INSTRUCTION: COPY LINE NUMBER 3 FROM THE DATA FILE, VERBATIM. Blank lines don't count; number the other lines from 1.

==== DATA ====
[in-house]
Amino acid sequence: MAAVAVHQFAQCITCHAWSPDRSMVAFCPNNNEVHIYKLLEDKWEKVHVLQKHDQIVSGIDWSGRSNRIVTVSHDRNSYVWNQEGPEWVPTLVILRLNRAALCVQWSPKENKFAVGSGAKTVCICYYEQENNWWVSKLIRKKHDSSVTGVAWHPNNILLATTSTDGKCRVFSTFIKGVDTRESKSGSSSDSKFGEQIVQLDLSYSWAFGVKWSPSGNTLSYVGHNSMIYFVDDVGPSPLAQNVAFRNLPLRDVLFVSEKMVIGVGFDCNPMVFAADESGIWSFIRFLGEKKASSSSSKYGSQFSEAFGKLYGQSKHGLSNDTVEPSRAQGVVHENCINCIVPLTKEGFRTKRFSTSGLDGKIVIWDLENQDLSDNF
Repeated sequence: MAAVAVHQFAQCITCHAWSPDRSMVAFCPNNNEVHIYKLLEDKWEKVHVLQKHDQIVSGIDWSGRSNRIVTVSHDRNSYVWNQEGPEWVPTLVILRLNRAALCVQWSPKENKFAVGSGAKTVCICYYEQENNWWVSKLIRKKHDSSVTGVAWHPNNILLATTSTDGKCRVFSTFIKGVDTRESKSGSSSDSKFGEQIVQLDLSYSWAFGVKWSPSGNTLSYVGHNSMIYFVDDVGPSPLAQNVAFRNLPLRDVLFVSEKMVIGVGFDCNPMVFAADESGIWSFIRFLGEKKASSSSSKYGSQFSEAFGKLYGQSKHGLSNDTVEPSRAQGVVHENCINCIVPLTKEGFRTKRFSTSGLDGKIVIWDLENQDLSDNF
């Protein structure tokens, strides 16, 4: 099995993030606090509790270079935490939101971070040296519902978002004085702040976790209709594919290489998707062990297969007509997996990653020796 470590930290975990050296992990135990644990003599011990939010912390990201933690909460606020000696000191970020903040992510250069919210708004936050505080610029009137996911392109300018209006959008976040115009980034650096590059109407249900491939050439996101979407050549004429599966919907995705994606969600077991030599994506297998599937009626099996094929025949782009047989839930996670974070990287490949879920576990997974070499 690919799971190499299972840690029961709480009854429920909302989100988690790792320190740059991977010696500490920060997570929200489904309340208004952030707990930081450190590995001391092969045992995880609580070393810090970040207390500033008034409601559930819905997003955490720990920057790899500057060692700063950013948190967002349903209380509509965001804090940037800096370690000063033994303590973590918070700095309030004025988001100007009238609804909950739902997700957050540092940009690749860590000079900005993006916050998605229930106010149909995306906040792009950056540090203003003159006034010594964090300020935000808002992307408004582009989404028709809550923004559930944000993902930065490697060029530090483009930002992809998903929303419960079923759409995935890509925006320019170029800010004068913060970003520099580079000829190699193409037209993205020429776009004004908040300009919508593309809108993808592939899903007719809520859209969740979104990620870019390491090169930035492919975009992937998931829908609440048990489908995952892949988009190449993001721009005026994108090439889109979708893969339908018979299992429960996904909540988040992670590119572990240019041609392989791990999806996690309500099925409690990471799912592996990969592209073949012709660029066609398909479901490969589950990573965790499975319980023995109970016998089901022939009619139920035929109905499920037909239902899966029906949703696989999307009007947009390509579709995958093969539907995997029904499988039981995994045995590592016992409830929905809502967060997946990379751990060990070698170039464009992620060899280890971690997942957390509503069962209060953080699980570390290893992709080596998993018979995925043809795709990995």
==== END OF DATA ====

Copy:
Repeated sequence: MAAVAVHQFAQCITCHAWSPDRSMVAFCPNNNEVHIYKLLEDKWEKVHVLQKHDQIVSGIDWSGRSNRIVTVSHDRNSYVWNQEGPEWVPTLVILRLNRAALCVQWSPKENKFAVGSGAKTVCICYYEQENNWWVSKLIRKKHDSSVTGVAWHPNNILLATTSTDGKCRVFSTFIKGVDTRESKSGSSSDSKFGEQIVQLDLSYSWAFGVKWSPSGNTLSYVGHNSMIYFVDDVGPSPLAQNVAFRNLPLRDVLFVSEKMVIGVGFDCNPMVFAADESGIWSFIRFLGEKKASSSSSKYGSQFSEAFGKLYGQSKHGLSNDTVEPSRAQGVVHENCINCIVPLTKEGFRTKRFSTSGLDGKIVIWDLENQDLSDNF